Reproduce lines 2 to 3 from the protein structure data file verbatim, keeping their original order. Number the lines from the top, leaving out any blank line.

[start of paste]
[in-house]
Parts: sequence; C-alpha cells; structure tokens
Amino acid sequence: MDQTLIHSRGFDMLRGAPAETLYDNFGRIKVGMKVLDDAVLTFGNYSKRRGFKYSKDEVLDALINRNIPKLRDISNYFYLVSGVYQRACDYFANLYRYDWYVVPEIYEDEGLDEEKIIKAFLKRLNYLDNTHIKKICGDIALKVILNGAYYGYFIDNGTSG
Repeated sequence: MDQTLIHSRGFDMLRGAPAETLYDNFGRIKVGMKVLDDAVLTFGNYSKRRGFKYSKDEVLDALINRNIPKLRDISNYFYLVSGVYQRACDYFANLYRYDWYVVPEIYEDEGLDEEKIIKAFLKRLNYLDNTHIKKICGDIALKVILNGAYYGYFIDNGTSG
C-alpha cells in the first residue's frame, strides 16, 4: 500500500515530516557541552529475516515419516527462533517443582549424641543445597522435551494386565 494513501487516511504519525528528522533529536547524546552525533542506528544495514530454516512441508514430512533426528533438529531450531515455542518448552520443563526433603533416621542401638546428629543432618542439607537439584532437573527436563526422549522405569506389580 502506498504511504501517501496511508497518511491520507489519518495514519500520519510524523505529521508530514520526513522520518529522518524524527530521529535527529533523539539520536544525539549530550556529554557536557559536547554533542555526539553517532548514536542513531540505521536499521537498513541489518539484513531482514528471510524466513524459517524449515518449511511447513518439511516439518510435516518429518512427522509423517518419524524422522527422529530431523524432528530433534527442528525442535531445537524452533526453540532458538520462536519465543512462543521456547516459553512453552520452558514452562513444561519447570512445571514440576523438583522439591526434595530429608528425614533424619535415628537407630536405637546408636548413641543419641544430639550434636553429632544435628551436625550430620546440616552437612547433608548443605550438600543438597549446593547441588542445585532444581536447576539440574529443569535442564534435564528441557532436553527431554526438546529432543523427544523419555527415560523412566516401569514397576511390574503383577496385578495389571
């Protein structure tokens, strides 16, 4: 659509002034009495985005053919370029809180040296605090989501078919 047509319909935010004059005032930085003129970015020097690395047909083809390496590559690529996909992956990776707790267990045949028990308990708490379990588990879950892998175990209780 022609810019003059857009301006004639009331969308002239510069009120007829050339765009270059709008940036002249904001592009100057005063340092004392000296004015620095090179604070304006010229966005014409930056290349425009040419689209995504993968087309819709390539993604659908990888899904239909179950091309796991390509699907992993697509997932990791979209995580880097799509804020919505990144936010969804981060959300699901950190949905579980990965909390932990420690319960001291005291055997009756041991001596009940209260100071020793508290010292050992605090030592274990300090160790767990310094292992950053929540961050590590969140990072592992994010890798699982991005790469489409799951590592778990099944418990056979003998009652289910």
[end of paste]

Parts: sequence; C-alpha cells; structure tokens
Amino acid sequence: MDQTLIHSRGFDMLRGAPAETLYDNFGRIKVGMKVLDDAVLTFGNYSKRRGFKYSKDEVLDALINRNIPKLRDISNYFYLVSGVYQRACDYFANLYRYDWYVVPEIYEDEGLDEEKIIKAFLKRLNYLDNTHIKKICGDIALKVILNGAYYGYFIDNGTSG